When we talk of St. Ignatius as a pilgrim, what stands out in the whole story is his authentic loyalty. He felt a need to be loyal, to find a person or a cause that could claim his total devotion. As a young man, he was always caught up with unrealistic ambitions. During his convalescence he really comes in touch with his feelings and movement within. It is during this time Ignatius comes in touch with the object of his inner desire. It is Christ alone worthy of absolute loyalty and can satisfy the loftiest aspirations. In his encounter with Christ, Ignatius experiences loyalty as liberation. This paradox is the closest possible approach to the formulation of the Ignatian Charism.
In the sequence of eleven chapters of the autobiography, we see the conversion of Ignatius as a discovery of a deeper and hitherto unsuspected level of being, where his real self l meets the real God in the person of Christ. It is tremendously liberating experience for Ignatius. Ignatius feels an overwhelming desire to serve the Lord. But he is now firmly rooted in reality and cannot indulge in dreams. He must come to some concrete plan to serve his master.
In Quest of Christ
From chapters two to four we see several situations that brings to Ignatius clearer realization that commitment to Christ means loyalty to the church, loyalty to Pope. We find three different narratives gearing up to something new. From the castle of Loyola, Ignatius sets out on a spiritual adventure under the patronage of Virgin Mary. He becomes a true pilgrim. During his stay in Manresa the spirit leads him through many trials and lessons to a further profound experience of God, as the one reality embracing all realities. His journey to Jerusalem and the homeland of Christ is a practical application of his new insight through a complete abandonment to divine providence.
Chapters five to eight Ignatius’ realization reaches to a greater height. He is not allowed to stay back in Holy Land to serve the pilgrims. He makes a fresh start. He pursues study in order to equip himself for a more universal apostolate in the church. He moves through several great universities and at the same time helping many people to live a better committed life. In pursuing in goal he obeys all authorities.
In chapters nine and ten we see Ignatius walking towards a new beginning. At the University of Paris Ignatius had gathered a group of friends, who zealous and ardent in serving Christ. This is a new beginning for Ignatius. He is no more an individual pilgrim but a group of men who are destined to Rome to be at the disposal of Pope for any task he might entrust them. In this journey Ignatius had a deep experience of God in Christ. This is a special grace that Ignatius receives from God.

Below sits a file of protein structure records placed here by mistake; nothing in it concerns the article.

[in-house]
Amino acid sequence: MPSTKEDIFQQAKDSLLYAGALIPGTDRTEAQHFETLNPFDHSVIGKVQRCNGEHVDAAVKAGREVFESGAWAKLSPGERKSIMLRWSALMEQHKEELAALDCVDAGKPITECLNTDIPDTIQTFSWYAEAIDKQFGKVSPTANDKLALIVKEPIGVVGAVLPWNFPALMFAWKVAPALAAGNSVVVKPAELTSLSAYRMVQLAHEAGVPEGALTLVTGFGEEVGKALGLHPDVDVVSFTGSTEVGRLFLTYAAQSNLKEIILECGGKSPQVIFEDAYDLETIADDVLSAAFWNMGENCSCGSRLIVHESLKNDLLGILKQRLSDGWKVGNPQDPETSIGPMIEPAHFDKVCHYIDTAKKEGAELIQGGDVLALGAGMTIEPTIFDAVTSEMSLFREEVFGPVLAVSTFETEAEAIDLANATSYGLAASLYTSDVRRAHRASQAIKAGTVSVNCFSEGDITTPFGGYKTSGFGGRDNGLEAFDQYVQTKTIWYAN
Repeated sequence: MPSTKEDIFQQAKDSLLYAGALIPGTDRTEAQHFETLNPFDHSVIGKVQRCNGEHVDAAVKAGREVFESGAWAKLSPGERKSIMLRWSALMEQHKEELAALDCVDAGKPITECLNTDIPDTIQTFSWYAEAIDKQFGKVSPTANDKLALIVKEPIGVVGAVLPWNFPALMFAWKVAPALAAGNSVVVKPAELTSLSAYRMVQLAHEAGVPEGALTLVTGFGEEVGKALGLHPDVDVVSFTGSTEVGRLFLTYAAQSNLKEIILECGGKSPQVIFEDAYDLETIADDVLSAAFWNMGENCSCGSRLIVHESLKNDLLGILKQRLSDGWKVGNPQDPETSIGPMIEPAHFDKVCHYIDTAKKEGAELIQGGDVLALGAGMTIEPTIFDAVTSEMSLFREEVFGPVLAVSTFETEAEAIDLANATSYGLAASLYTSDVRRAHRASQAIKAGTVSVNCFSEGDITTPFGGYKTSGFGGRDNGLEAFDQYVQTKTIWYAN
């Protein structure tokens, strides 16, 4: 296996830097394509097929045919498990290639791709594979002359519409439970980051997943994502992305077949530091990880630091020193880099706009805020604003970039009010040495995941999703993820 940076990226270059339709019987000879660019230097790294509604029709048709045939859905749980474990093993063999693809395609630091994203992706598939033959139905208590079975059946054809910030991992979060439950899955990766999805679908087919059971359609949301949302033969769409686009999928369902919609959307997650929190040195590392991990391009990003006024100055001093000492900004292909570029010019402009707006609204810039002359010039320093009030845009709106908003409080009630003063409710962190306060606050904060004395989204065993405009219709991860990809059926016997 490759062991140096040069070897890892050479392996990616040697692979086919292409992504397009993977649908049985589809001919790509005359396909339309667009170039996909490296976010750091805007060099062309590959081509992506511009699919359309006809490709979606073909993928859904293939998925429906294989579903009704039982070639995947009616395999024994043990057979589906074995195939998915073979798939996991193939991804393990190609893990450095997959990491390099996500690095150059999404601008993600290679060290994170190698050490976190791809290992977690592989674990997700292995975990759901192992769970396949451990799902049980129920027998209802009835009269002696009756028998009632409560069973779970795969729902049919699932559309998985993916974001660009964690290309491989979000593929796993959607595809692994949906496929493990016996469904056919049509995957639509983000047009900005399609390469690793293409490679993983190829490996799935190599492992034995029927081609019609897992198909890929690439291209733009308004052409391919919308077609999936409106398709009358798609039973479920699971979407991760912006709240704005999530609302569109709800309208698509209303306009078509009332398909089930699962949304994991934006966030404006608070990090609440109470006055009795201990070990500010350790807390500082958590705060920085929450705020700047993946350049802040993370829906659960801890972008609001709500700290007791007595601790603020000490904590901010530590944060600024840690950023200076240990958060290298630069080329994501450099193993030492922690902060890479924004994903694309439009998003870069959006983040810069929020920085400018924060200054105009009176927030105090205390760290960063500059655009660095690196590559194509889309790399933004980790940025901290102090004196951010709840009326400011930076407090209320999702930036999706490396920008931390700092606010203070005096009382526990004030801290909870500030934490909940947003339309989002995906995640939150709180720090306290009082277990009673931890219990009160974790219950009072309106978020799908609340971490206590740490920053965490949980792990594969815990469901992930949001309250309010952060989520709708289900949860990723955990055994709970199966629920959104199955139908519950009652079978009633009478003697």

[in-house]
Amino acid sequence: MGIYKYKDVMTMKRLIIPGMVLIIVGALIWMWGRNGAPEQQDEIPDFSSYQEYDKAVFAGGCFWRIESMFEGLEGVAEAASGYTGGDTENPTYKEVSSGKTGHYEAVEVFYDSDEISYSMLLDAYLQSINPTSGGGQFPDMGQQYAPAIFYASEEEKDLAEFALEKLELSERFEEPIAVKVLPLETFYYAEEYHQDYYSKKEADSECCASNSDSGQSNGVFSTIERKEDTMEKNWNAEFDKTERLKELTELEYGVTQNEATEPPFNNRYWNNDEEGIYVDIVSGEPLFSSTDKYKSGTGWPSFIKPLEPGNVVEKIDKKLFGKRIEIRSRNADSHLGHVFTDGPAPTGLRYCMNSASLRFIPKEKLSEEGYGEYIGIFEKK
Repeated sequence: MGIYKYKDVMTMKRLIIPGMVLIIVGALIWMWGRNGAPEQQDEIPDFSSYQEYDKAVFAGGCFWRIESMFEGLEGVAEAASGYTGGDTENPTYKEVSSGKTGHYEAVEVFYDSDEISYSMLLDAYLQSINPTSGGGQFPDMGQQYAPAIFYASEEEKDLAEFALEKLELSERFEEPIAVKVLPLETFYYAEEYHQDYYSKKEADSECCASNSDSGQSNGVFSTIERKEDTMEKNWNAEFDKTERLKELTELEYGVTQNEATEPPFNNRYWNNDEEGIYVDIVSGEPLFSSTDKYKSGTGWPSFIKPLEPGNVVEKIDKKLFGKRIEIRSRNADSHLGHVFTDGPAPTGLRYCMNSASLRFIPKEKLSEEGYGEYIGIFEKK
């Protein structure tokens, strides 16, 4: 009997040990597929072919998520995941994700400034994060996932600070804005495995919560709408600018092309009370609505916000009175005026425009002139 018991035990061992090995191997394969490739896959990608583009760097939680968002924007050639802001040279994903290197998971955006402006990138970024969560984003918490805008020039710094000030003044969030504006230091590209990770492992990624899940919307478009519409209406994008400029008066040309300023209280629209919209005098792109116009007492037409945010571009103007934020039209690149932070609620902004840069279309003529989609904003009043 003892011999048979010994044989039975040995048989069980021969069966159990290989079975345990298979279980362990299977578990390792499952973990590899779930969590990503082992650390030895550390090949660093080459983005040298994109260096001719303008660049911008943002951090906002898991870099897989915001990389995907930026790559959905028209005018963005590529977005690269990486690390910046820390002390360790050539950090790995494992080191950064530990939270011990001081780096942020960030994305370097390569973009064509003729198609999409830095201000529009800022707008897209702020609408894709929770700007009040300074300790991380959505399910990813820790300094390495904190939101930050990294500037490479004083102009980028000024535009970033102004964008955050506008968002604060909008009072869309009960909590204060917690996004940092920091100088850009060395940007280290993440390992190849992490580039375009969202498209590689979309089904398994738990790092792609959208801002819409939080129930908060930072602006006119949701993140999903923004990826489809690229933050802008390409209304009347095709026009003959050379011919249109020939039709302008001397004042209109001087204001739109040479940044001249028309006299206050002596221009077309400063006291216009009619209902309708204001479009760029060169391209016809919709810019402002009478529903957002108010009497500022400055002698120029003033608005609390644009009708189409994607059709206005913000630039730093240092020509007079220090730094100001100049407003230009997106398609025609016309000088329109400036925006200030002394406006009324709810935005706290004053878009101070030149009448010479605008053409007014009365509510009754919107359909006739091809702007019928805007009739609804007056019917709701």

We could count all these aspects in Ignatius’s life as mysticism. Among them two events are core to Ignatian Mysticism.
1. The sublime enlightenment on the banks of Cardonare.
2. The experience of being placed with Christ at La Storta near Rome.
The experience of being placed with Christ was his earnest desire that fulfilled on his last journey. Gonsalves Da Camara accounts it from Diego Lainez, who was the companion and confidant of Ignatius on the journey to Rome. Diego Lainez later succeeded as the Superior General to Ignatius.
The experience of being placed with Christ had a deep impression in the mind and heart of Ignatius as it can be seen from the spiritual diary. Growing realization of it can be seen in Ignatius's total loyalty to Christ and later loyalty to the church and to its head, the Pope. This is a confirmation to Ignatius that is God is with him. This realization must become a confirmation to all the faithful people that God is with His people. In the Gospels we read, “God is Immanuel (with us), where two or three are gathered in my name there I am amidst them or I will be with you till the end of time.”

Harry Martis SJ
Sneh jyoti
Ø Making Ignatian Spirituality a Way of Life during the Years of Formation. Compiled by

Pierre Jacob S.J.
Ø Testament and Testimony, the Memories of Ignatius of Loyola.
Ø Ablaze with God. Parmananda Divarkar.
Ø Internet sources